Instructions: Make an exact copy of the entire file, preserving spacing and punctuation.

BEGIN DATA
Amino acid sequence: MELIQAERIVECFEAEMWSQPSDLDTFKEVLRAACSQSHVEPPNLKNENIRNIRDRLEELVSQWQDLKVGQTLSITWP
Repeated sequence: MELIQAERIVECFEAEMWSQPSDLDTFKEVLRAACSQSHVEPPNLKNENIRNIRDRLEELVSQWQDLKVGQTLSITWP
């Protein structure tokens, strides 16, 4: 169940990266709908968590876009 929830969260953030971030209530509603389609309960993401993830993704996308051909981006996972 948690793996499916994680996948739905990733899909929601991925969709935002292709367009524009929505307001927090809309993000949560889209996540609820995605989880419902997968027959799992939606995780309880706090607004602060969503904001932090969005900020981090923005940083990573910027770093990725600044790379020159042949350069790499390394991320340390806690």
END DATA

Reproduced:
Amino acid sequence: MELIQAERIVECFEAEMWSQPSDLDTFKEVLRAACSQSHVEPPNLKNENIRNIRDRLEELVSQWQDLKVGQTLSITWP
Repeated sequence: MELIQAERIVECFEAEMWSQPSDLDTFKEVLRAACSQSHVEPPNLKNENIRNIRDRLEELVSQWQDLKVGQTLSITWP
């Protein structure tokens, strides 16, 4: 169940990266709908968590876009 929830969260953030971030209530509603389609309960993401993830993704996308051909981006996972 948690793996499916994680996948739905990733899909929601991925969709935002292709367009524009929505307001927090809309993000949560889209996540609820995605989880419902997968027959799992939606995780309880706090607004602060969503904001932090969005900020981090923005940083990573910027770093990725600044790379020159042949350069790499390394991320340390806690």